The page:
An activist group plastered guerrilla ads across London’s Tube network on Tuesday calling on airline passengers to stop forced deportations with a simple three-step guide to taking direct action. The ads included the British Airways logo in an apparent dig at the Heathrow-based airline over its continuing policy of allowing forced deportations on its commercial flights.
The Lesbians and Gays Support the Migrants (LGSMigrants) group hijacked around 200 ad spots on London Underground trains across the British capital’s metro system – although it’s believed the majority were quickly removed by transport officials. At first glance, the ads appear legitimate enough. In fact, they even mimic an anti-terror poster campaign from the British Transport Police which regularly appears on the Tube.
Quoted by Dazed magazine, Sam Björn from the activist group explained why they made the ads:
“Often when we are confronted with situations where we see vulnerable people falling victim to an abusive system we feel powerless to help,”
“We want to change that. We aim to build a movement to resist this brutal, racist practice of secretive deportations and the hostile environment as a whole. We hope to empower everyone to take a stand and refuse to sit in silence.”
The ads call on passengers to look out for potential deportations by asking questions at check-in and attempting to spot anyone surrounded by guards at the back of the plane. If they think someone is being deported, the ad asks us to speak with the deportee and demand to talk to the pilot. In an attempt to stop the deportation, passengers are then urged to stand up and refuse to sit down.
According to Dazed, members from LGSMigrants were amongst a number of activists were stormed the airfield at Stansted Airport in March 2017 in an attempt to stop a charter deportation flight. Some of those involved in the protest were recently convicted of endangering the safety of the airport.
The so-called ‘ad-hack’ comes just a couple of months after a leading transport workers union demanded commercial airlines stop allowing the forced deportation of failed asylum seekers and convicted criminals on commercial flights. In 2015, around 10,000 migrants were deported on commercial flights – a significant number of which were carried out without the deportee’s consent.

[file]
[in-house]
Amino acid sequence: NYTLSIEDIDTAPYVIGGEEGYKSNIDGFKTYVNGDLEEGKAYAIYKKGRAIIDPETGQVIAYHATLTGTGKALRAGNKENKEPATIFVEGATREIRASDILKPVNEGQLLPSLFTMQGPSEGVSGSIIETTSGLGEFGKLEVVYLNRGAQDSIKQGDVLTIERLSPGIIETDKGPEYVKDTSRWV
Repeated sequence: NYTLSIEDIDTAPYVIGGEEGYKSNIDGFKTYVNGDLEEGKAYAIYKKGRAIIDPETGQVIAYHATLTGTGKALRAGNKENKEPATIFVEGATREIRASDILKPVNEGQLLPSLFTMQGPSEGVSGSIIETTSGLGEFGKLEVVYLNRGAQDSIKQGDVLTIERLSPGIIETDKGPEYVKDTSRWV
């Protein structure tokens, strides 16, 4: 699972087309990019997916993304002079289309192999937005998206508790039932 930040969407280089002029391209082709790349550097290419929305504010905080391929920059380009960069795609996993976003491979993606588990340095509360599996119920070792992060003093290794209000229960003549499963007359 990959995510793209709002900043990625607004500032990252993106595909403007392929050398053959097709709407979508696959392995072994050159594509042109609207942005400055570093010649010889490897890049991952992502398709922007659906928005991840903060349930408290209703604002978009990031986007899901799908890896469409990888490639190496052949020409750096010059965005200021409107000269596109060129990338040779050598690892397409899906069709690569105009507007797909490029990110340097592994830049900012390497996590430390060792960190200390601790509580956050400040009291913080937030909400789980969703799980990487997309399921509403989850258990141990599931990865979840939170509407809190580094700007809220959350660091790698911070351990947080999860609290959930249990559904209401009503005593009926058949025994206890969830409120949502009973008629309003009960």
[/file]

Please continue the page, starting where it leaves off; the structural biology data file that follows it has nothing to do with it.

The International Transport Workers Federation (ITF) said it was concerned about a rise in protest action and disruptive behaviour that stems from these forced deportations. In one case, Louise Graham, a former member of British Airways cabin crew says she was forced to resign after suffering trauma when a deportee was restrained by security staff. The veteran flight attendant said she was “left in pieces” after hearing Jimmy Mubenga’s “harrowing howls” before he collapsed and died.
The ITF claims that in at least 222 cases between January and October 2017, airline pilots were forced to stop a deportation from going ahead because of serious concerns they had about the safety and welfare of passengers and crew members.
Earlier this year, Virgin Atlantic announced it would no longer allow forced deportations to take place on its aircraft although British Airways says it has a legal obligation to help the UK authorities.
“It is a legal requirement (Immigration Act 1971) for all airlines to deport people when asked to do so by the Home Office. Not fulfilling this obligation amounts to breaking the law,” a spokesperson for the airline told us.
“Airlines only have the right to refuse deportees on the basis that they feel there is a threat to the safety or security of the aircraft / its passengers or the individual.”
Further explaining the process, the spokesperson continued: “We are not given any personal information about the individual being deported, including their sexuality, or why they are being deported. The process we follow is a full risk assessment, with the Home Office, which considers the safety of the individual, our customers and crew on the flight.”
Whether you agree with airlines allowing forced deportations or not, taking direct action seems to be a pretty sure fire way of getting kicked off your flight and banned from flying. You could even face criminal charges and an airline could even potentially take legal action to recover costs associated from a flight delay you caused.
Edited to include quote from British Airways.
Mateusz Maszczynski honed his skills as an international flight attendant at the most prominent airline in the Middle East and has been flying throughout the COVID-19 pandemic for a well-known European airline. Matt is passionate about the aviation industry and has become an expert in passenger experience and human-centric stories. Always keeping an ear close to the ground, Matt's industry insights, analysis and news coverage is frequently relied upon by some of the biggest names in journalism.